The big jobs his admirers felt he was ideal for went elsewhere. He may have to wait and recharge his batteries.

What next for Bournemouth?

Relegation is a huge blow for Bournemouth, and these are not the "plucky little Cherries" the romantics will sometimes talk about. That narrative is somewhat mythical.

Bournemouth are owned by a wealthy and ambitious Russian businessman - Maxim Demin.

Let's not forget this is the club that had to pay £4.75m to the Football League in July 2018 to settle a Financial Fair Play dispute arising from their promotion to the Premier League in 2014-15. They had originally been expected to be fined £7.6m after accruing a loss of £38.3m as they won the Championship.

The EFL settled on the lower figure saying the club "did not make any deliberate attempt to infringe the rules or to deceive".

Bournemouth now find themselves back in the second tier without the manager who has been the inspiration and symbol of their success, and more than likely without key players such as Ake, Wilson and King.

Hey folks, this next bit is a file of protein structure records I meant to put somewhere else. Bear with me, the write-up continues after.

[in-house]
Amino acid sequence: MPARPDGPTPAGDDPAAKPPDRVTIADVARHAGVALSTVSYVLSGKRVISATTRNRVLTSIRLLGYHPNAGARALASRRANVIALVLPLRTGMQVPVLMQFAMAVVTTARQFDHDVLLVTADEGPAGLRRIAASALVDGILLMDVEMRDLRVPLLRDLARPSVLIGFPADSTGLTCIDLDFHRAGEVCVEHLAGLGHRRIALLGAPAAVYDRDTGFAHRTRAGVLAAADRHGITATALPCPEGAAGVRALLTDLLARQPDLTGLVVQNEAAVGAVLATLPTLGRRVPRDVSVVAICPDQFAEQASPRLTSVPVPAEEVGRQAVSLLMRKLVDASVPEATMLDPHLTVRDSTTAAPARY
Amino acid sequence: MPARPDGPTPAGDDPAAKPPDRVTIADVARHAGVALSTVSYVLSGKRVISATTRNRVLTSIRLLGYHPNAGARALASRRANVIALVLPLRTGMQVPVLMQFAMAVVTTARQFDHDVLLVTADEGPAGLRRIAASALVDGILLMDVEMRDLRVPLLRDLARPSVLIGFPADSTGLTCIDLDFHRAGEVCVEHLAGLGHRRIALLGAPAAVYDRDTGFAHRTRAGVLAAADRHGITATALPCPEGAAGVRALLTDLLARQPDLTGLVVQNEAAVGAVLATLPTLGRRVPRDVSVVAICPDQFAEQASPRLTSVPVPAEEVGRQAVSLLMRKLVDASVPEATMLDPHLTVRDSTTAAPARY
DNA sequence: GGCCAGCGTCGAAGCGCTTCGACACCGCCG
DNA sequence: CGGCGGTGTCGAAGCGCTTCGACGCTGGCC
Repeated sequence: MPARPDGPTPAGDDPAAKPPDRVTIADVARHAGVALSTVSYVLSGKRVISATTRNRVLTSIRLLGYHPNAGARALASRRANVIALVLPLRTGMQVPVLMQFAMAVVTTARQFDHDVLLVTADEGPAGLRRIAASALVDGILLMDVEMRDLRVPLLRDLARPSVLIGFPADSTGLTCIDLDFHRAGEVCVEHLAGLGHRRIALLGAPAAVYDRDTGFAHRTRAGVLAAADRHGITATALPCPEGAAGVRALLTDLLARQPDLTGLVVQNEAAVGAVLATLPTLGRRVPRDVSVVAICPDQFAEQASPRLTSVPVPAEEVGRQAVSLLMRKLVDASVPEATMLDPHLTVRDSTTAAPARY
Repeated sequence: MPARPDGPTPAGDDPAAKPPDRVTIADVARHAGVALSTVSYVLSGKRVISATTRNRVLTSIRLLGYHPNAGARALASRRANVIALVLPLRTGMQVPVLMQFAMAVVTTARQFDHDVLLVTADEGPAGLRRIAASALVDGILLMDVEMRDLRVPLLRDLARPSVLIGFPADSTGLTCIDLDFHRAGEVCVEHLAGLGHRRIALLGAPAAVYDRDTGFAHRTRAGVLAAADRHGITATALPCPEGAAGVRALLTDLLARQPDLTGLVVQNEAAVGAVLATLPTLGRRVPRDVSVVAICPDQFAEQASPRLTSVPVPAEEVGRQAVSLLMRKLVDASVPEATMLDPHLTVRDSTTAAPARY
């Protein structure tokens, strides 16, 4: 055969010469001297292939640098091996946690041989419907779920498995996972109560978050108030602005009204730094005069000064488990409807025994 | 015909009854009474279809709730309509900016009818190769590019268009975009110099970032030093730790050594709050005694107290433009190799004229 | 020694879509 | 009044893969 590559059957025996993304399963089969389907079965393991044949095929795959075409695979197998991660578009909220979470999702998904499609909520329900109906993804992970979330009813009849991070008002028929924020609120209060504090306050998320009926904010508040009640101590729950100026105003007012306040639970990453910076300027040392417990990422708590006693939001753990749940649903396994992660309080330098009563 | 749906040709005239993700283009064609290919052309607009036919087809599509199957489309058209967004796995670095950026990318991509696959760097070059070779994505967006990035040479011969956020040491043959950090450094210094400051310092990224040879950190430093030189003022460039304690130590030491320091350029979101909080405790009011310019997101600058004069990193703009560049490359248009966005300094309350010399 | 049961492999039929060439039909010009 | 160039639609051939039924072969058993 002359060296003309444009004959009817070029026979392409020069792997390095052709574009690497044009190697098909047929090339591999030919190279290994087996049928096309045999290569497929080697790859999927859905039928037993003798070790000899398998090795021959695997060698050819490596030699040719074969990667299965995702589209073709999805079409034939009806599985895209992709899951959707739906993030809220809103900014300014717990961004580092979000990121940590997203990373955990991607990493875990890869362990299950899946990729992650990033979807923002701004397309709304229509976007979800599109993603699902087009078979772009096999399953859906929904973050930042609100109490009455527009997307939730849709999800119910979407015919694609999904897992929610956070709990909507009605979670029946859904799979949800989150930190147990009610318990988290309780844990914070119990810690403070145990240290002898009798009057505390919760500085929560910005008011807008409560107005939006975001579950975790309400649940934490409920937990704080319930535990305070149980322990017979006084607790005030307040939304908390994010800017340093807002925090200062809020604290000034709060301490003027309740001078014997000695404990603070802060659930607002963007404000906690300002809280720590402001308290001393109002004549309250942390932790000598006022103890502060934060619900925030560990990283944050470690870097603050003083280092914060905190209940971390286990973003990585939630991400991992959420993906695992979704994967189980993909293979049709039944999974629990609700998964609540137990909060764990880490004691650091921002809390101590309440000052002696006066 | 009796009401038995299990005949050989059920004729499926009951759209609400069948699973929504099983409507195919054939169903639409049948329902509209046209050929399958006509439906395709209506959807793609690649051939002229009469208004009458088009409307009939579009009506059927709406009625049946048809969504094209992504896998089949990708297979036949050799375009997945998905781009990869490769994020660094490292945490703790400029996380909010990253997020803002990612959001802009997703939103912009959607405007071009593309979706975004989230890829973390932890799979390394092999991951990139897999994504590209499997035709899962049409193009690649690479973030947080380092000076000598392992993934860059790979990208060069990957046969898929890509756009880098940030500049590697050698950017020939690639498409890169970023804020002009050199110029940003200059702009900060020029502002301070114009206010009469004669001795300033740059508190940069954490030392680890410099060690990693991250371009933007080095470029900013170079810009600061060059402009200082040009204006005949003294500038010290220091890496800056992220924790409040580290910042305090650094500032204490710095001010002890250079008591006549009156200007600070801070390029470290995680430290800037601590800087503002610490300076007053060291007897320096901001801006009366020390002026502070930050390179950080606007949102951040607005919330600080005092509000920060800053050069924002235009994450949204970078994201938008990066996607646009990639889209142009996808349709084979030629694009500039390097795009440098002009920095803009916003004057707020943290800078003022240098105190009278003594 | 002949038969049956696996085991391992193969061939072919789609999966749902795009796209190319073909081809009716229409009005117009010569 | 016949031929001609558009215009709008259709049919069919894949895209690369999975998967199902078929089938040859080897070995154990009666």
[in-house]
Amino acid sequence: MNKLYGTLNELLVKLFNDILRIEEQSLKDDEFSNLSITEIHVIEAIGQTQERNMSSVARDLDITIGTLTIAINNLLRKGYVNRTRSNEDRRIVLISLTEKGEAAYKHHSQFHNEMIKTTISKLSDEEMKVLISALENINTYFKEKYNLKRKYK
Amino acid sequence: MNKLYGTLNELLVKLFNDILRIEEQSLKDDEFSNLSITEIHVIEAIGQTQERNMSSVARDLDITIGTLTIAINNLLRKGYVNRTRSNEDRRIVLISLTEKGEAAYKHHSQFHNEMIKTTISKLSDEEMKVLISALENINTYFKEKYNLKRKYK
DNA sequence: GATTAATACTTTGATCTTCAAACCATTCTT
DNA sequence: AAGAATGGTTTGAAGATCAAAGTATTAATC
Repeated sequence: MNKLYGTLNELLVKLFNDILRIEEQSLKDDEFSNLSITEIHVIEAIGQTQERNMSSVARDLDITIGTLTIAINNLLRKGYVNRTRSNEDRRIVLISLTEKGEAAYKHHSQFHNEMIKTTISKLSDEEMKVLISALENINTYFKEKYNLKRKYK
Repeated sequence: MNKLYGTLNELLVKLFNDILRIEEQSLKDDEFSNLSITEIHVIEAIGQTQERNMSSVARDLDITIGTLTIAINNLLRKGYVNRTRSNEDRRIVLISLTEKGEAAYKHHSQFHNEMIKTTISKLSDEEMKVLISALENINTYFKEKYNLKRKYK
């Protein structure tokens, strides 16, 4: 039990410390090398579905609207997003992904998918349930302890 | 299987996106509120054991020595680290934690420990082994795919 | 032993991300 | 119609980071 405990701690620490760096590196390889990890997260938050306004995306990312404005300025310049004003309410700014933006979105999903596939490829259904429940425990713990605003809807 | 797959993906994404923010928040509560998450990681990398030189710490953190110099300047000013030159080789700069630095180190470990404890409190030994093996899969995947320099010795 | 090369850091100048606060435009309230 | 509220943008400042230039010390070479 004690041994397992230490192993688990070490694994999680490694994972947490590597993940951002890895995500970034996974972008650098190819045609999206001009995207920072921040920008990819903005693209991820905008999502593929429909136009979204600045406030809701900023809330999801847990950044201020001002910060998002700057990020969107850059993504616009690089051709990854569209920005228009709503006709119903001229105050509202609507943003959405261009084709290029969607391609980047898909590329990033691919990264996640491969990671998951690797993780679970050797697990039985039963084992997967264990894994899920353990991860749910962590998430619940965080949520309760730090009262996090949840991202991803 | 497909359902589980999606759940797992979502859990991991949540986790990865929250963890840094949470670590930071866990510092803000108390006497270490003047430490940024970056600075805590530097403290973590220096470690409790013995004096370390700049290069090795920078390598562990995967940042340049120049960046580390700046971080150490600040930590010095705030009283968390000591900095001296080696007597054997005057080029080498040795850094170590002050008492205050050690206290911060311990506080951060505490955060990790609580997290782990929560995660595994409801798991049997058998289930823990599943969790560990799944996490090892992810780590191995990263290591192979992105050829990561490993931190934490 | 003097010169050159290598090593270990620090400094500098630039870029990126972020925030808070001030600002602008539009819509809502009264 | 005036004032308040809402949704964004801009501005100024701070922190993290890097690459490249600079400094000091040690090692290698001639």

Howe has been a towering presence since his return in October 2012, so the club now face a crucial decision on their direction and ambition.

Do they go for an experienced figure who knows the Championship, with Watford and Bristol City also in that market and with much bigger fanbases? Do they look abroad in a complete shift from what they had in a manager who was locked into the very fabric of the club? Do they try to uncover a young manager in the Howe mould who can revitalise the club?

Given the uncertainties surrounding this appointment and the future of key players, it will not be an easy job to make a swift return from a division that is notoriously difficult to escape from.

Bournemouth's hierarchy will have known this day was coming, either via Howe being lured away or by the circumstances they now find themselves in.

It still does not make it any easier to deal with.